Donald Trump and his legal defense team still haven't agreed to answer Special Counsel Robert Mueller's questions, despite months of back-and-forth negotiations. A Washington Post report noted two weeks ago that the talks "have been at an impasse" since March, in part because the president's lawyers are worried about what Trump might say about obstruction of justice.
With this in mind, the Wall Street Journal reported overnight that the president's attorneys have "submitted a counteroffer" to the special counsel's team: Trump might be willing to sit down for an interview, but only if investigators agreed in advance not to ask questions about some of the things the president may have done wrong.
President Donald Trump's legal team has submitted a counteroffer to special counsel Robert Mueller on a possible interview with the president that could allow for questions about collusion with Russia but curtail inquiries related to obstruction of justice. [...]The president's legal team is open to him answering questions about possible collusion with Moscow, [Rudy Giuliani] said, but is less willing to have Mr. Trump discuss questions about obstruction of justice. "We think the obstruction of it is handled by Article 2 of the Constitution," Mr. Giuliani said, referring to the provision that gives the president executive authority to appoint and dismiss members of his administration.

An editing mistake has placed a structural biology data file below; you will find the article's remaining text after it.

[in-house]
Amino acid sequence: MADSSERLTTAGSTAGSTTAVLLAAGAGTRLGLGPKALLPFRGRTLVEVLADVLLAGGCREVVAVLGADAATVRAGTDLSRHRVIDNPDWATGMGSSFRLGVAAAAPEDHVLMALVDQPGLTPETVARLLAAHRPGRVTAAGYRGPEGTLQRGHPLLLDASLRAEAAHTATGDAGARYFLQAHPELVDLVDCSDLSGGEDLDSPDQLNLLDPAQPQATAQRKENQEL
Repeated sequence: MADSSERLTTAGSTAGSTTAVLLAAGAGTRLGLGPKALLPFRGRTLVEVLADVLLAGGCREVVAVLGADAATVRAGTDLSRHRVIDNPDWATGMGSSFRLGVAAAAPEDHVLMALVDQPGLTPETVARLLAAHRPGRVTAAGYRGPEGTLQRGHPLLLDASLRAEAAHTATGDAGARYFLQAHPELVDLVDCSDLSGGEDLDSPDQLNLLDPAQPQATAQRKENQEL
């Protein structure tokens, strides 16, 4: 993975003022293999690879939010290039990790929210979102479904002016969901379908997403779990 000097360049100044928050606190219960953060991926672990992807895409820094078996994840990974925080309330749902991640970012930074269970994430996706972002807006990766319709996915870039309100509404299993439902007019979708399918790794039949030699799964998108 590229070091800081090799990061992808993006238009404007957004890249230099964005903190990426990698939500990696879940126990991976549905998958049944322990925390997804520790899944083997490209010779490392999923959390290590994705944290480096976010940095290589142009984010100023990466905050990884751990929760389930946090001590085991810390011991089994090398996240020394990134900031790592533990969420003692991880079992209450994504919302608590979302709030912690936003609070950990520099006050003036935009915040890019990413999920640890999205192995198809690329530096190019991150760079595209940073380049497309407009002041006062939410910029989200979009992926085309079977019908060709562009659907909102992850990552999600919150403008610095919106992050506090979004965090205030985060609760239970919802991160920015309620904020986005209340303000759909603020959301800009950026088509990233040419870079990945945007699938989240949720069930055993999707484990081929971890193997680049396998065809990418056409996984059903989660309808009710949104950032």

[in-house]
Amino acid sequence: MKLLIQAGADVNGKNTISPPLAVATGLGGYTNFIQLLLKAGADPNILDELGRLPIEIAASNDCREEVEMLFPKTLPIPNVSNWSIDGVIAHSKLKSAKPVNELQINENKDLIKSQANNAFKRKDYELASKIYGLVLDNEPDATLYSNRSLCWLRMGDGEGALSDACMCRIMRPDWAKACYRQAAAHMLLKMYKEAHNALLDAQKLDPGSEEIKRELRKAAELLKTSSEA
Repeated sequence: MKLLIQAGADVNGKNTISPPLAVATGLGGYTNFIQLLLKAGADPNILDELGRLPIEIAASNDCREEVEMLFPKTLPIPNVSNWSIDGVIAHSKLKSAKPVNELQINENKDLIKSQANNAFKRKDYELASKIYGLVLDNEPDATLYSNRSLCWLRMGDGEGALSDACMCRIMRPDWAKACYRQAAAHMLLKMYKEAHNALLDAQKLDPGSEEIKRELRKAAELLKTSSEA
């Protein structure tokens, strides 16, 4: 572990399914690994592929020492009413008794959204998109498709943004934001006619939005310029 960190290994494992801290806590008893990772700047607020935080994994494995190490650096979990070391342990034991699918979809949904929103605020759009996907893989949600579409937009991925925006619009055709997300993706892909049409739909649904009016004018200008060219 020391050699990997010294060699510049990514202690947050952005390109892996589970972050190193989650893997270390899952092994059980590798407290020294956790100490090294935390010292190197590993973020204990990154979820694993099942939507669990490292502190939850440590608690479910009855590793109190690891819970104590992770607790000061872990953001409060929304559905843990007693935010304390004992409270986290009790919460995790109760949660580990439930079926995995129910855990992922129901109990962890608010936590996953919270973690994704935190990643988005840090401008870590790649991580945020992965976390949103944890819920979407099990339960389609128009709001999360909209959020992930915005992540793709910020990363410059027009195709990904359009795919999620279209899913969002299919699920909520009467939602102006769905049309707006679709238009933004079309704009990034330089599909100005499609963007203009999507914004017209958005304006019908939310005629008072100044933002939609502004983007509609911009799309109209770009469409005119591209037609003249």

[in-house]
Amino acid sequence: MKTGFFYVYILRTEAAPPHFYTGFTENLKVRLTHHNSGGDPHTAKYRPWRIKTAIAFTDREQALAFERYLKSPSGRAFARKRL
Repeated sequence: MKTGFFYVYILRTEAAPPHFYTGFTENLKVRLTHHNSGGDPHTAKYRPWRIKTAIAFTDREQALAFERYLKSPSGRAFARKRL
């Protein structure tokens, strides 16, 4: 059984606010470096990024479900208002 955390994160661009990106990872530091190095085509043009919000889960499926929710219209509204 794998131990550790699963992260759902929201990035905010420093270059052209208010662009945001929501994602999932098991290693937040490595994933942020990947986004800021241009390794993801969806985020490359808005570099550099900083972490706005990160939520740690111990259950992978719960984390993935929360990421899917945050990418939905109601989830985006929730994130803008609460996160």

Putting aside whether Mueller would accept such a deal -- given recent history, I rather doubt it -- there are a few angles to this that are worth keeping in mind as the process continues to unfold.
First, this doesn't exactly make the president look innocent. Imagine a hypothetical scenario in which law enforcement wanted to search a suspect's home, and the person responded, "OK, you're welcome to look around, but only if you agree in advance not to look in my shed." It's the sort of thing that might lead one to suspect there's something incriminating in that guy's shed.
Giuliani's pitch is similar: federal investigators can ask Trump questions, but only if they agree in advance not to explore certain crimes the president may have committed.
Second, Trump's lawyers sure have come up with a lot of creative alternatives to full cooperation, haven't they?
A regular readers may recall, the president's legal defense team has presented a variety of possibilities -- from a take-home exam to a written affidavit to pre-written narrative vignettes -- all because Trump's attorneys believe he might lie during an interview. Evidently, those concerns haven't gone away.
And finally, last year, one of the president's attorneys, Jay Sekulow, appeared on CBS News' "Face the Nation" and spoke with then-host John Dickerson about Trump's decision to fire James Comey as the director of the FBI. Asked if the president would be willing to speak under oath about the subject, Sekulow responded, "Yeah, the president was very clear about that. He said if he was asked to do it he would."
So, what prompted Trump's lawyers to change their minds?